12900 Hall Rd, Suite 403, Sterling Heights, MI 48313


Oakland and Macomb Will - Trust Attorney


Passing on Your Legacy

You’ve spent your life accumulating assets and trying to build financial security for yourself and your loved ones. Without the proper estate plan in place, the assets you’ve worked so hard to build may fall into the wrong hands or may be distributed to the right people but not in the most effective manner. There are multiple ways to transfer your assets upon your death, including the following:

The attorneys at La Grasso, Abdo & Silveri, PLLC understand that no single plan fits every client. We aim to work closely with our clients to determine what methods best fit their unique circumstances.

Last Will & Testament

Your Last Will & Testament is just one part of a comprehensive estate plan. While many people believe that this document will keep you out of probate court, this is not true. A Last Will & Testament does not keep your estate out of probate court. Instead, a Last Will and Testament is a set of instructions to the probate court. This set of instructions generally includes the following:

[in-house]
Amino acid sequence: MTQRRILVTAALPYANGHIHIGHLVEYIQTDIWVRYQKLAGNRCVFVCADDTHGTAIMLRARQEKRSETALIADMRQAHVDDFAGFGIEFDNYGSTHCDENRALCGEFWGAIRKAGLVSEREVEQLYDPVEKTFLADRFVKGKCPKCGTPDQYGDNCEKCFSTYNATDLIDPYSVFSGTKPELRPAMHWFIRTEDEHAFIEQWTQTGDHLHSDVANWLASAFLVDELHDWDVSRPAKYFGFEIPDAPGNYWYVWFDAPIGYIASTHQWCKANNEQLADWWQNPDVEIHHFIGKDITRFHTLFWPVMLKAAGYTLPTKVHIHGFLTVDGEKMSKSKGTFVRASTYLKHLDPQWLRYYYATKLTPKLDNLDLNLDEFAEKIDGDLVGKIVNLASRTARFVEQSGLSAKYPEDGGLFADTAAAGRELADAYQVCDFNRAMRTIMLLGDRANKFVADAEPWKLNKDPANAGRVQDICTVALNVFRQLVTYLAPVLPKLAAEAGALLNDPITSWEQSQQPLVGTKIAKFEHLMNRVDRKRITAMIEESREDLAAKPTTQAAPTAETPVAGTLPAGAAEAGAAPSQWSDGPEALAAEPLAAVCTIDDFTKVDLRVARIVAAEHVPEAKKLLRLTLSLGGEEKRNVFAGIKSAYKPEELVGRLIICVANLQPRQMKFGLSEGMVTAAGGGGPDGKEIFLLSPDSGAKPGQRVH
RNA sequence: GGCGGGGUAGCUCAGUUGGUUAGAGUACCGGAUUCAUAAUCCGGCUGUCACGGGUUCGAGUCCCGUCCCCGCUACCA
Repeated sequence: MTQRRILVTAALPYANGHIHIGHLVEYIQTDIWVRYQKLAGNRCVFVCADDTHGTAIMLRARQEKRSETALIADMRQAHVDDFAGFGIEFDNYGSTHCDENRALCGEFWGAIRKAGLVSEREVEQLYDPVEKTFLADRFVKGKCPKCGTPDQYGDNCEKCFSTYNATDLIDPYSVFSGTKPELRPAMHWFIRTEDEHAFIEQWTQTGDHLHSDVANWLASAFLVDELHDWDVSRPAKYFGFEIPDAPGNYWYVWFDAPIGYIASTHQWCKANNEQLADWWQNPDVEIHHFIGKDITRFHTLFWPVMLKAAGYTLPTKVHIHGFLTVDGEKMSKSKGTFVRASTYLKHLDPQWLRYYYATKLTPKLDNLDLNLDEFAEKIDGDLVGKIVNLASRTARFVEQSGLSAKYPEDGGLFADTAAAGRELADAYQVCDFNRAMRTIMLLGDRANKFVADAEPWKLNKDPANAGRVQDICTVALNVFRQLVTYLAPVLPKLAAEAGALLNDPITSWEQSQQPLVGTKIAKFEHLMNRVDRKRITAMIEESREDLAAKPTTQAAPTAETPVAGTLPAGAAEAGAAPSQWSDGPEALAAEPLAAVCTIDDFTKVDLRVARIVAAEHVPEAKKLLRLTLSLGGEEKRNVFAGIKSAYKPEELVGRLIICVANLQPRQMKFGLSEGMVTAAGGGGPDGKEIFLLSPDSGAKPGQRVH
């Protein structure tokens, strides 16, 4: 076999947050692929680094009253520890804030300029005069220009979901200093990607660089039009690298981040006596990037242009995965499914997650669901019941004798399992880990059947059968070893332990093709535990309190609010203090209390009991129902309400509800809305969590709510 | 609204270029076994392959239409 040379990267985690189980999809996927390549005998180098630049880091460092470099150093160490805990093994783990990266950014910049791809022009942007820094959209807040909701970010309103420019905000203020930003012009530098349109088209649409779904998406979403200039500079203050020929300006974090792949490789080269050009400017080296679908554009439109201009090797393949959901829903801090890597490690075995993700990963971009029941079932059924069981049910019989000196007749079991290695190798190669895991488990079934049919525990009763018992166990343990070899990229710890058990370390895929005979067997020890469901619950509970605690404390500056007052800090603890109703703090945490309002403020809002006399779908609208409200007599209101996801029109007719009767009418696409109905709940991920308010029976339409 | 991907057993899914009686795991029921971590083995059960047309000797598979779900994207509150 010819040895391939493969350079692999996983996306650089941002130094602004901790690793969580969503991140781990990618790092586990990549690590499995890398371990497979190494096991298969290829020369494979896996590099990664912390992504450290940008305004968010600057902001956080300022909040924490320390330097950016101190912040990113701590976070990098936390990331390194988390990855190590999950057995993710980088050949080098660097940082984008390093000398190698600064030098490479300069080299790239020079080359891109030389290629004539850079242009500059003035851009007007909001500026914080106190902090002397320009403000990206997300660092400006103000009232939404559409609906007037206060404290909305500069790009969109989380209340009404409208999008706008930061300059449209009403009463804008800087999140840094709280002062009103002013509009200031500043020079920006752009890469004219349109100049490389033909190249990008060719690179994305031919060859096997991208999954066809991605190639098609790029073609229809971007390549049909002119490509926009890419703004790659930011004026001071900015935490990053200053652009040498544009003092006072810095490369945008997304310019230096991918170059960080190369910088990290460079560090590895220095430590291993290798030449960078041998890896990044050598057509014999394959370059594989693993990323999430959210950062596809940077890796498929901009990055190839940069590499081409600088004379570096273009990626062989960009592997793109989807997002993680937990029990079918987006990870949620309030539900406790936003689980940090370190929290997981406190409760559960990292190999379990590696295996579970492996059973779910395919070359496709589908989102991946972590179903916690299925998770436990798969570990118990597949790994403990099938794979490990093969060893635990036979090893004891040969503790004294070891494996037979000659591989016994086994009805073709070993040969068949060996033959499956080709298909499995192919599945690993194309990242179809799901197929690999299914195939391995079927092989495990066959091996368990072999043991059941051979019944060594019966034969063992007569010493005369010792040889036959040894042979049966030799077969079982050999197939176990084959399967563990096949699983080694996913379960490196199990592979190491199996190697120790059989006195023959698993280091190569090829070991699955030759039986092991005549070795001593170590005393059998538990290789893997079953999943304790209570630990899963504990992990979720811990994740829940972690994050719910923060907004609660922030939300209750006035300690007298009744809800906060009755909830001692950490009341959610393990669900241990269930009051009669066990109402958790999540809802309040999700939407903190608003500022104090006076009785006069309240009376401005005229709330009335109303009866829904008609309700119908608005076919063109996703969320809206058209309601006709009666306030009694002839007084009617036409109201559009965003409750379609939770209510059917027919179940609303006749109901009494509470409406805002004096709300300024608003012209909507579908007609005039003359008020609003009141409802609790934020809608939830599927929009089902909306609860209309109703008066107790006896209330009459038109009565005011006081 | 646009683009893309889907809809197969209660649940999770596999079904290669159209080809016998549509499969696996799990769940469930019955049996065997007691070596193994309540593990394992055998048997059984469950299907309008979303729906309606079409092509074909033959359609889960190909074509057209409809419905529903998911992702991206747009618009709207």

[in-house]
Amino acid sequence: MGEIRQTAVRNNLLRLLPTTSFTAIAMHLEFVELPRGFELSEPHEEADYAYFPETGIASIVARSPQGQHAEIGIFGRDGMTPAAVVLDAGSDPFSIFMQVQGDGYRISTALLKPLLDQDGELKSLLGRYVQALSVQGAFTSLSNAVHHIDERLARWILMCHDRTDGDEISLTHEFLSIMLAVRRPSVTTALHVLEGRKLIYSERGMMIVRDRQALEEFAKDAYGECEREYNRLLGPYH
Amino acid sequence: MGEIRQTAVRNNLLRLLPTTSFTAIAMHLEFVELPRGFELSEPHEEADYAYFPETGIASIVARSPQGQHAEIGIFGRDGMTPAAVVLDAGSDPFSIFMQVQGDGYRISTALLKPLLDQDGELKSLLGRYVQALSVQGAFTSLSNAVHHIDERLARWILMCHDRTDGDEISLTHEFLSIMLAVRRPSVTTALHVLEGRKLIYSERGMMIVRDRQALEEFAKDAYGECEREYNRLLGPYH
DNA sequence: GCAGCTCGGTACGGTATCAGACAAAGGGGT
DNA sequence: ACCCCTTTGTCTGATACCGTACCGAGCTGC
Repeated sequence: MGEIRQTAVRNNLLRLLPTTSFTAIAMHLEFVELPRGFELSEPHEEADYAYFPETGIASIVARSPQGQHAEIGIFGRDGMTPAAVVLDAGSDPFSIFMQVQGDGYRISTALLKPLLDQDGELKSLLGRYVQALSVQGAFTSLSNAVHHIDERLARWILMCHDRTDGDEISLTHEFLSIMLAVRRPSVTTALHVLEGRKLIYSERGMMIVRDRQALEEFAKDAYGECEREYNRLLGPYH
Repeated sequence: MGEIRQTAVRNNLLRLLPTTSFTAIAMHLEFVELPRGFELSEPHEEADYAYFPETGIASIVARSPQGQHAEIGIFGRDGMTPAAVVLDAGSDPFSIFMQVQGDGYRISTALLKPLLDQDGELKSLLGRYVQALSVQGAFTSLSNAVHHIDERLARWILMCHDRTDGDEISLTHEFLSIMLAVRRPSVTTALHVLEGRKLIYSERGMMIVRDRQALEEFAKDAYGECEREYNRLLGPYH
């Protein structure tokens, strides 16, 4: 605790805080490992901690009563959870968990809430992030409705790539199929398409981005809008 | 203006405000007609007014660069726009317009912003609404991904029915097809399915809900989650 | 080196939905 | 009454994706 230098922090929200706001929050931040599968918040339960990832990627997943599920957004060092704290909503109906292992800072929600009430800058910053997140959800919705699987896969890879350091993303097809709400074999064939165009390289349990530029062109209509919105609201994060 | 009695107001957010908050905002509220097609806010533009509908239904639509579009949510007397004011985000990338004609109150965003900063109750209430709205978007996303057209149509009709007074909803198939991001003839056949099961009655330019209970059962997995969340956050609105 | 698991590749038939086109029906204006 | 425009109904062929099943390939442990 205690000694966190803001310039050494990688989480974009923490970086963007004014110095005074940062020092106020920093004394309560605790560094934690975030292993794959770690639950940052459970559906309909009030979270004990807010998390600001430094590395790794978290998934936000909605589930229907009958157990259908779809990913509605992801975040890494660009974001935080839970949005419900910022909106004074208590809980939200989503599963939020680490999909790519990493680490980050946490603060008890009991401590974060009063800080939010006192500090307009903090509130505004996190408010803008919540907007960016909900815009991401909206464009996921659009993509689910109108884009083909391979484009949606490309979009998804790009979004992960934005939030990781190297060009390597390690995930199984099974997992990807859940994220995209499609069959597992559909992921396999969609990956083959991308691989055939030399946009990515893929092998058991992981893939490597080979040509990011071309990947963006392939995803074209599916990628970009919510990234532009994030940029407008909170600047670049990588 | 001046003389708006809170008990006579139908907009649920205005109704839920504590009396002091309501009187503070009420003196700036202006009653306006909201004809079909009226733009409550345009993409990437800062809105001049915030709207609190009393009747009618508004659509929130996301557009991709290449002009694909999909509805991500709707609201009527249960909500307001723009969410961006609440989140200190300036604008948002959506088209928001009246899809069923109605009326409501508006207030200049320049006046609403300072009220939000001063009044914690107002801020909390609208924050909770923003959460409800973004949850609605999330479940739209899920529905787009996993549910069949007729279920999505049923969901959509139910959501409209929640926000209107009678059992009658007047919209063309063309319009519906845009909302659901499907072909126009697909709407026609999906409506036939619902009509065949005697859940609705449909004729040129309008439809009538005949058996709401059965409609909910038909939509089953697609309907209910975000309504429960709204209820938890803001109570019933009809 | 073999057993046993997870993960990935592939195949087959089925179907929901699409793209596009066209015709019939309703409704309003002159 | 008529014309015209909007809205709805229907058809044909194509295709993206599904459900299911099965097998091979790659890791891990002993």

Should you die without a Last Will & Testament, you are said to have died “intestate” and the default rules found within Michigan’s Estates and Protected Individuals Code would apply. While a Will is a very important document (especially for parents with minor children), it is not the only document that should be considered in a comprehensive estate plan.

Revocable Living Trust

While there are a multitude of different types of trusts, the Revocable Living Trust is primarily used to distribute assets without the need for probate court.  Any assets held by the trust are subject to the distribution provisions laid out in the trust.  The successor trustee is the person or people you would select to manage your trust assets, pay any debts, and make distributions to the beneficiaries. 

A trust is generally preferred to a will.  People generally desire to have their assets transfer to their loved ones outside of probate court.  While you can avoid probate court by designating beneficiaries on your assets or jointly owning assets, a trust allows you to be more complex with your distribution plan and provides your successor trustee with more control over how assets are managed.